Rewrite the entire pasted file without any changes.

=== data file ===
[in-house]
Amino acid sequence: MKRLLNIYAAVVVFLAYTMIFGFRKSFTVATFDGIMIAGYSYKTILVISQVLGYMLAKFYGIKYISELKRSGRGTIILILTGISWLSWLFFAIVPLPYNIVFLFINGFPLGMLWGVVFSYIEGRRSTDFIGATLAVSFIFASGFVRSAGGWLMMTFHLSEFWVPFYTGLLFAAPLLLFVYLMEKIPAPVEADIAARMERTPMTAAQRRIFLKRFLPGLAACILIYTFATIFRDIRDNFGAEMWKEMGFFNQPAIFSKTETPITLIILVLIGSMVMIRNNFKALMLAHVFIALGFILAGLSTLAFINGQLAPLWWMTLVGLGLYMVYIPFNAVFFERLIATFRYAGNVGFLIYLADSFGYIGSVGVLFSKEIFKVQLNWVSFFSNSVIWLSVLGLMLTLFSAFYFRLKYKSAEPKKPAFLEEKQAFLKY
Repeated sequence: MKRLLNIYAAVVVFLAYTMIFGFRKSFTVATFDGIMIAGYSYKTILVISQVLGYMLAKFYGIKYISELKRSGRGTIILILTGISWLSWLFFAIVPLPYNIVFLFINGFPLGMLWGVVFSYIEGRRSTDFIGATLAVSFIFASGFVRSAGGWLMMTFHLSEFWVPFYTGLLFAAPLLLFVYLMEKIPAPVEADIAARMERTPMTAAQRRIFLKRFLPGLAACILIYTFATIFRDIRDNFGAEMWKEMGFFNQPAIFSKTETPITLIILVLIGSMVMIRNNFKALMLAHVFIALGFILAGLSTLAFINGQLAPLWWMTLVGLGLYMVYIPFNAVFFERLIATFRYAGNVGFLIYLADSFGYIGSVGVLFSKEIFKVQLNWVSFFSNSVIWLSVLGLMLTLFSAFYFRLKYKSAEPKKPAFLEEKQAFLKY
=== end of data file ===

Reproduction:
[in-house]
Amino acid sequence: MKRLLNIYAAVVVFLAYTMIFGFRKSFTVATFDGIMIAGYSYKTILVISQVLGYMLAKFYGIKYISELKRSGRGTIILILTGISWLSWLFFAIVPLPYNIVFLFINGFPLGMLWGVVFSYIEGRRSTDFIGATLAVSFIFASGFVRSAGGWLMMTFHLSEFWVPFYTGLLFAAPLLLFVYLMEKIPAPVEADIAARMERTPMTAAQRRIFLKRFLPGLAACILIYTFATIFRDIRDNFGAEMWKEMGFFNQPAIFSKTETPITLIILVLIGSMVMIRNNFKALMLAHVFIALGFILAGLSTLAFINGQLAPLWWMTLVGLGLYMVYIPFNAVFFERLIATFRYAGNVGFLIYLADSFGYIGSVGVLFSKEIFKVQLNWVSFFSNSVIWLSVLGLMLTLFSAFYFRLKYKSAEPKKPAFLEEKQAFLKY
Repeated sequence: MKRLLNIYAAVVVFLAYTMIFGFRKSFTVATFDGIMIAGYSYKTILVISQVLGYMLAKFYGIKYISELKRSGRGTIILILTGISWLSWLFFAIVPLPYNIVFLFINGFPLGMLWGVVFSYIEGRRSTDFIGATLAVSFIFASGFVRSAGGWLMMTFHLSEFWVPFYTGLLFAAPLLLFVYLMEKIPAPVEADIAARMERTPMTAAQRRIFLKRFLPGLAACILIYTFATIFRDIRDNFGAEMWKEMGFFNQPAIFSKTETPITLIILVLIGSMVMIRNNFKALMLAHVFIALGFILAGLSTLAFINGQLAPLWWMTLVGLGLYMVYIPFNAVFFERLIATFRYAGNVGFLIYLADSFGYIGSVGVLFSKEIFKVQLNWVSFFSNSVIWLSVLGLMLTLFSAFYFRLKYKSAEPKKPAFLEEKQAFLKY